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Seven Things Your Veterinarian Should Tell You
veterinarian can be your closest ally when it comes to
keeping your dog healthy and safe. But just as some
doctors are more knowledgeable or skilled than others,
so are some vets. The best vets are partners in your
dog’s care, not demigods to be obeyed. And the best vets
will be the first to tell you that:
vets are generalists and lack the specialized training
necessary to perform surgery, or to treat cancer and
other major diseases.
Vets, like doctors, will give you their best guess when
your dog has a complicated problem, but it’s your
job to see that their education, certification and
experience fit the job at hand. A trained expert may
offer entirely different treatment options and have the
special equipment necessary for optimum results. Good
vets will suggest, rather than discourage, second
vets have little hands-on training in dental care.
Teeth cleaning is often performed by vet techs
rather than vets themselves. The best vets make sure
that both they, and their techs, have had substantial
hands-on training and will have a specially-trained
registered vet tech or anesthetist monitor anesthesia.
food companies influence dietary recommendations.
Veterinarians, like doctors, learn relatively little
about nutrition in school. What vets do learn can be
heavily influenced by the pet food industry. The best
vets study and experiment on their own. Those who
haven’t may be unaware of the benefits of fresh and
minimally processed foods. The best vets have asked
themselves: if heavily processed foods are bad for
people, how can they be good for dogs?
majority of vet bills are preventable.
Canine victims of intestinal obstructions, accidental
poisoning, car accidents, falls and predator attacks
fill veterinary waiting rooms. Heartbreak (and big
bills) also stem from diseases detected too late. The
best vets will educate you about common accidents and in
the early warning signs of cancer, diabetes and other
major diseases. They will encourage a yearly check-up
and blood test (twice yearly for older dogs).
You’ve probably been over-vaccinating.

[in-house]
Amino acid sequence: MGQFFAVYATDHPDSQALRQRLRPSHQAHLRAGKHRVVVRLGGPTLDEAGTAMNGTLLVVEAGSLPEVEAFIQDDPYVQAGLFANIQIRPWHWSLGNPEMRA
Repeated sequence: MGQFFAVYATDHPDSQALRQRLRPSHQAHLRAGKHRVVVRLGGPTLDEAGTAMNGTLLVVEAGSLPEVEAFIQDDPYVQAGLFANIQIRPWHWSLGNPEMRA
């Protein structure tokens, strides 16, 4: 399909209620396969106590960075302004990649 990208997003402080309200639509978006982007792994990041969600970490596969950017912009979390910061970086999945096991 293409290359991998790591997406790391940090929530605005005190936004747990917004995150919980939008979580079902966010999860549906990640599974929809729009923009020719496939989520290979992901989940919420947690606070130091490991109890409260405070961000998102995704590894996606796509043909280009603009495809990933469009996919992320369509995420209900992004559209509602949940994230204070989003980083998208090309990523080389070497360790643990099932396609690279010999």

The top immunologists and virtually all North American
vet schools have recently changed their vaccine
recommendations. No more one size fits all! Many common
vaccines have been deemed unnecessary for most dogs.
Vaccinating for multiple diseases at once can be as
harmful as can giving even one shot to an ill or
immune-compromised dog. Inappropriate vaccination can
result in autoimmune dysfunction, allergies, tumors,
organ damage and even death.
6) Your dog may sail through surgery but not
Many practices have too few trained assistants to watch
your dog as she awakens from anesthesia and makes it
through her first post-surgical night. Many have no one
to offer after-hours advice once your dog comes home.
YOU may not have the time and resources to provide
optimum care through recovery and rehab. The best vets
want you to take all factors into consideration when
deciding on treatment options and practitioners.
7) The cure may be worse than the
Surgical or pharmaceutical intervention to “fix” a
condition may have common undesirable side effects that
may be mentioned but not emphasized. There may be
natural methods available that are just as effective and
side-effect free—although your vet may not know them.
The best vets encourage you to investigate alternatives
© 2006 Jan Rasmusen – All
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attribution as follows:
Jan Rasmusen is the author of
Scared Poopless: The Straight Scoop on Dog Care,
2006 Ben Franklin Award Winner for the “Best Health
Book” of any kind. Sign up for her free newsletter at http://www.Dogs4Dogs.com.
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